I write to find strength.I write to become the person that hides inside me.I write to light the way through the darkness for others.I write to be seen and heard.I write to be near those I love.I write by accident, promptings, purposefully and anywhere there is paper. I write because my heart speaks a different language that someone needs to hear.I write past the embarrassment of exposure.I write because hypocrisy doesn’t need answers, rather it needs questions to heal. I write myself out of nightmares.I write because I am nostalgic, romantic and demand happy endings.I write to remember.I write knowing conversations don’t always take place.I write because speaking can’t be reread.I write to sooth a mind that races.I write because you can play on the page like a child left alone in the sand.I write because my emotions belong to the moon; high tide, low tide.I write knowing I will fall on my words, but no one will say it was for very long.I write because I want to paint the world the way I see love should be.I write to provide a legacy.I write to make sense out of senselessness.I write knowing I will be killed by my own words, stabbed by critics, crucified by both misunderstanding and understanding. I write for the haters, the lovers, the lonely, the brokenhearted and the dreamers.I write because one day someone will tell me that my emotions were not a waste of time. I write because God loves stories.I write because one day I will be gone, but what I believed and felt will live on.
If you haven't cried at least once while writing a chapter of your inspirational book, then you have to ask yourself if your're writing fiction.
It has been well said that an author who expects results from a first novel is in a position similar to that of a man who drops a rose petal down the Grand Canyon of Arizona and listens for the echo.
I read anything that’s going to be interesting. But you don’t know what it is until you’ve read it. Somewhere in a book on the history of false teeth there’ll be the making of a novel.
We all dream dreams of unity, of purity; we all dream that there's an authoritative voice out there that will explain things, including ourselves. If it wasn't for our longing for these things, I doubt the novel or the short story would exist in its current form. I'm not going to say much more on the topic. Just remember: In dictatorships, only one person is really allowed to speak. And when I write a book or a story, I too am the only one speaking, no matter how I hide behind my characters.
Formerly I believed books were made like this: a poet came, lightly opened his lips, and the inspired fool burst into song – if you please! But it seems, before they can launch a song, poets must tramp for days with callused feet, and the sluggish fish of the imagination flounders softly in the slush of the heart. And while, with twittering rhymes, they boil a broth of loves and nightingales, the tongueless street merely writhes for lack of something to shout or say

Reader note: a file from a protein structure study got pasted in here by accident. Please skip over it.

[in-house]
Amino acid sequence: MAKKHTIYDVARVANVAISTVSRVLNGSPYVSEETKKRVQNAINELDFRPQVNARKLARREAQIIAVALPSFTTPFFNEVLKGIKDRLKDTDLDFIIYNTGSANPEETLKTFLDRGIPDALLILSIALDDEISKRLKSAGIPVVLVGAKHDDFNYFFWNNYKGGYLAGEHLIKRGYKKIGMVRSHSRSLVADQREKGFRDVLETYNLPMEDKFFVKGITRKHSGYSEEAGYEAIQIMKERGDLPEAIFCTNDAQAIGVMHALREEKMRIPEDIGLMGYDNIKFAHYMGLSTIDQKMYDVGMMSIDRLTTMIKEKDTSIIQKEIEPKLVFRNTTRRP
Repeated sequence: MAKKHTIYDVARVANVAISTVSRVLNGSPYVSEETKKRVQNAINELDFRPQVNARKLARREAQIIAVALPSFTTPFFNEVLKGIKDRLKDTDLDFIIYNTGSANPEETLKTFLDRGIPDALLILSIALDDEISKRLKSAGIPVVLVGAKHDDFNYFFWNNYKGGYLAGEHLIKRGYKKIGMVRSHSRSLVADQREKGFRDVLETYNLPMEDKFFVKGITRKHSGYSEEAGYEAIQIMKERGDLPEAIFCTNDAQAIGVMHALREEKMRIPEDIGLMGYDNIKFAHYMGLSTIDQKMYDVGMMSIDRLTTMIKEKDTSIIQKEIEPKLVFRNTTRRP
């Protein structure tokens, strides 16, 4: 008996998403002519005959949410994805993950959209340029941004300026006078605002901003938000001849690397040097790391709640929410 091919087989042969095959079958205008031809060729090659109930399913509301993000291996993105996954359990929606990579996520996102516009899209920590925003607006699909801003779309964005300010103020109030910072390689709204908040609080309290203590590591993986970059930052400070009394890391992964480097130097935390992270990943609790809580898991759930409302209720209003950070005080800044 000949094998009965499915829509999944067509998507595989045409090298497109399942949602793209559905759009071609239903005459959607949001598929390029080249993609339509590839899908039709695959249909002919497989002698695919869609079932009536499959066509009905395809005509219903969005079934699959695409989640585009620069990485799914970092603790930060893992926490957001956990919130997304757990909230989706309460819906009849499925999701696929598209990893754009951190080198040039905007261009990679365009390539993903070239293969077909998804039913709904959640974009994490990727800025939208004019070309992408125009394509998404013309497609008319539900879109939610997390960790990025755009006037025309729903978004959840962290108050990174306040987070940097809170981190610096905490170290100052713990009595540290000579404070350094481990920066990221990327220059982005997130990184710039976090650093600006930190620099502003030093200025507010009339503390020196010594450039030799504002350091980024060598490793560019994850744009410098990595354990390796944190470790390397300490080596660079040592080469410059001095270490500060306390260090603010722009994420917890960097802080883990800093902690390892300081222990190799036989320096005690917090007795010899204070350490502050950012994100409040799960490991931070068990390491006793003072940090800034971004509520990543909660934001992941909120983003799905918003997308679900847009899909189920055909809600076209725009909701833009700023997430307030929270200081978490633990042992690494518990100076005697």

When I work, I'm just translating the world around me in what seems to be straightforward terms. For my readers, this is sometimes a vision that's not familiar. But I'm not trying to manipulate reality. This is just what I see and hear.
The main question to a novel is -- did it amuse? were you surprised at dinner coming so soon? did you mistake eleven for ten? were you too late to dress? and did you sit up beyond the usual hour? If a novel produces these effects, it is good; if it does not -- story, language, love, scandal itself cannot save it. It is only meant to please; and it must do that or it does nothing.
Novels for me are how I find out what's going on in my own head. And so that's a really useful and indeed critical thing to do when you do as many of these other things as I do.
The best thing to do is to loosen my grip on my pen and let it go wandering about until it finds an entrance. There must be one – everything depends on the circumstances, a rule applicable as much to literary style as to life. Each word tugs another one along, one idea another, and that is how books, governments and revolutions are made – some even say that is how Nature created her species.
After reading Edgar Allan Poe. Something the critics have not noticed: a new literary world pointing to the literature of the 20th Century. Scientific miracles, fables on the pattern A+ B, a clear-sighted, sickly literature. No more poetry but analytic fantasy. Something monomaniacal. Things playing a more important part than people; love giving away to deductions and other forms of ideas, style, subject and interest. The basis of the novel transferred from the heart to the head, from the passion to the idea, from the drama to the denouement.
I'm a writer by profession and it's totally clear to me that since I started blogging, the amount I write has increased exponentially, my daily interactions with the views of others have never been so frequent, the diversity of voices I engage with is far higher than in the pre-Internet age—and all this has helped me become more modest as a thinker, more open to error, less fixated on what I do know, and more respectful of what I don't. If this is a deterioration in my brain, then more, please.The problem is finding the space and time when this engagement stops, and calm, quiet, thinking and reading of longer-form arguments, novels, essays can begin. Worse, this also needs time for the mind to transition out of an instant gratification mode to me a more long-term, thoughtful calm. I find this takes at least a day of detox. Getting weekends back has helped. But if there were a way to channel the amazing insights of blogging into the longer, calmer modes of thinking ... we'd be getting somewhere.I'm working on it.